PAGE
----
It is universally acknowledged that good friendships are built on trust. But in North Korea, this is taken to the extreme. The sign of a true friendship, in the somewhat ironically named Democratic People’s Republic of Korea, is if you can criticise the Supreme Leader in the company of another, and not end up in front of a firing squad.
While audience members at Chatswood Library squirmed uncomfortably in their seats, aghast and disturbed by candid revelations about the world’s most secretive country, Jang Jin-Sung, author of the much-anticipated expose, Dear Leader, chuckled to himself at times as he recounted the nuances of life under the totalitarian regime.
Jang Jin-Sung is a North Korean defector, but it was his intimate dealings with Kim Jong-Il, Supreme Leader during a decade of famine and mass executions, that made his talk at the Sydney Writers’ Festival even more intriguing.
In the 1990s, Jang worked his way through Party ranks as a writer and propagandist, and eventually earned the respect of Kim Jong-Il, lauded by the dictator as one of his favourite poets. Jang was given the ultimate state honour of a personal meeting with Kim Jong-Il – a day that changed his future.
“When I met him, the façade collapsed before my eyes. I thought, he’s a mortal, he’s not a God!” Jang recounted. “In the West, you might grow up believing in God, but in North Korea you grow up believing in the Supreme Leader.”
After this meeting, the unnerving yet growing sensation that he had been brainwashed by indoctrination reached tipping point. Jang’s position in the United Front Department required him to monitor literature and news publications coming out of South Korea. This opened his eyes to a history of the Korean peninsula that seemed entirely at odds with what he had learnt as a student. But it was the moment when he realised he was responsible for perpetuating the lies that he remembers most vividly.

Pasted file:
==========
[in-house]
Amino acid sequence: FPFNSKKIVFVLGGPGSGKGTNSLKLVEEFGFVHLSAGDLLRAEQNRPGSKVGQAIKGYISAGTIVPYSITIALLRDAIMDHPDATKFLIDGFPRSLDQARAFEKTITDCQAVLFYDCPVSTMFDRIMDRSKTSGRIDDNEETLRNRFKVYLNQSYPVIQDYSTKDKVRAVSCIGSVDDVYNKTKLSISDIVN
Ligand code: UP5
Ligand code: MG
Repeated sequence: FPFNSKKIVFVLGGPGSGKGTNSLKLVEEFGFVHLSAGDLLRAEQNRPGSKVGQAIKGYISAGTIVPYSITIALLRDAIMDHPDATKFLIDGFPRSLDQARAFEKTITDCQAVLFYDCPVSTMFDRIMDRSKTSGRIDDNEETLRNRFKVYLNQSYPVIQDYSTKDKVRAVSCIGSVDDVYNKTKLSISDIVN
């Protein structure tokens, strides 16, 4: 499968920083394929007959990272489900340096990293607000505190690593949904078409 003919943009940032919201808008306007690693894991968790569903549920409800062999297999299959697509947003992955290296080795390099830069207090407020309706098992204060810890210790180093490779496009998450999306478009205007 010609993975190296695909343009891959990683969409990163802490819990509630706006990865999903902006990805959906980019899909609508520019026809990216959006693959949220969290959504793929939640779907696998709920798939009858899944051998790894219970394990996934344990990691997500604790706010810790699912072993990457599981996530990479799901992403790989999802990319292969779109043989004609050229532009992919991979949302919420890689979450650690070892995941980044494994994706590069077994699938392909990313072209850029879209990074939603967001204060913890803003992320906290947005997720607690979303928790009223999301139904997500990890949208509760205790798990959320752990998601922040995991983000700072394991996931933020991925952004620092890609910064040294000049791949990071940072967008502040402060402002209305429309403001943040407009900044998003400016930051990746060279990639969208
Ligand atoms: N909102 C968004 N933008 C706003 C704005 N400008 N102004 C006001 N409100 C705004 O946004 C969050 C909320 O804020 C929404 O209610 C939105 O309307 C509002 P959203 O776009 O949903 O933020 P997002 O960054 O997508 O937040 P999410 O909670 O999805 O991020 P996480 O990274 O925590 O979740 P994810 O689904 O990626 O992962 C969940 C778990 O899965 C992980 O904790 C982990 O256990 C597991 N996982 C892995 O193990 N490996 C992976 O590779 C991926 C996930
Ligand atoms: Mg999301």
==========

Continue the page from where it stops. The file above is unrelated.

“I realised I was implicated. I read the fabrications, the fabricated history of North Korea. And I realised it was fabricated by propagandists like me.”
In a dangerous move, he loaned a South Korean book to a friend who was not a member of the propaganda department.
“The punishment for distributing South Korean literature is death,” Jang explained. “My friend left the book on a train by accident, and then I knew that I had to leave North Korea.”
Jang fled by crossing the frozen Tumen River into Chinese territory in 2004.
In China, he spent weeks on the run from North Korean spies, seeking refuge in strangers’ homes and begging them to keep his identity a secret.
“The kindness of strangers made it possible for me to survive. These chance encounters saved my life,” he said. His book, Dear Leader, grew out of a blog dedicated to finding one of these strangers, a Chinese woman named Cho-Rin, for whom he is still searching to this day.
Jang made it to the South Korean Embassy in Beijing and eventually to South Korea, where he was struck by the sense of freedom.
“I saw a big group of people on the street late one night and I assumed they were migrating to the countryside,” he said. It turns out it was just an ordinary Saturday night in Seoul’s nightclub district.